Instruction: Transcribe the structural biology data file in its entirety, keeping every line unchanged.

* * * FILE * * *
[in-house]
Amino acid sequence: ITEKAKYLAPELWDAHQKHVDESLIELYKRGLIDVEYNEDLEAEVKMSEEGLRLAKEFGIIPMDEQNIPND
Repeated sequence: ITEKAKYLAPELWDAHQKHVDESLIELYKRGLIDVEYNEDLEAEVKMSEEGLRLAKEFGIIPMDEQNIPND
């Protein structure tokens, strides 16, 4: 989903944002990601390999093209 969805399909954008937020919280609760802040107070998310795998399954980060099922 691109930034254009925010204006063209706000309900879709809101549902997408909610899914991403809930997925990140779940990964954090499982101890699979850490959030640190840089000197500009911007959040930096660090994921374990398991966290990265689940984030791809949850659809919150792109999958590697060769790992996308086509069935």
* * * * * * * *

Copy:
[in-house]
Amino acid sequence: ITEKAKYLAPELWDAHQKHVDESLIELYKRGLIDVEYNEDLEAEVKMSEEGLRLAKEFGIIPMDEQNIPND
Repeated sequence: ITEKAKYLAPELWDAHQKHVDESLIELYKRGLIDVEYNEDLEAEVKMSEEGLRLAKEFGIIPMDEQNIPND
């Protein structure tokens, strides 16, 4: 989903944002990601390999093209 969805399909954008937020919280609760802040107070998310795998399954980060099922 691109930034254009925010204006063209706000309900879709809101549902997408909610899914991403809930997925990140779940990964954090499982101890699979850490959030640190840089000197500009911007959040930096660090994921374990398991966290990265689940984030791809949850659809919150792109999958590697060769790992996308086509069935």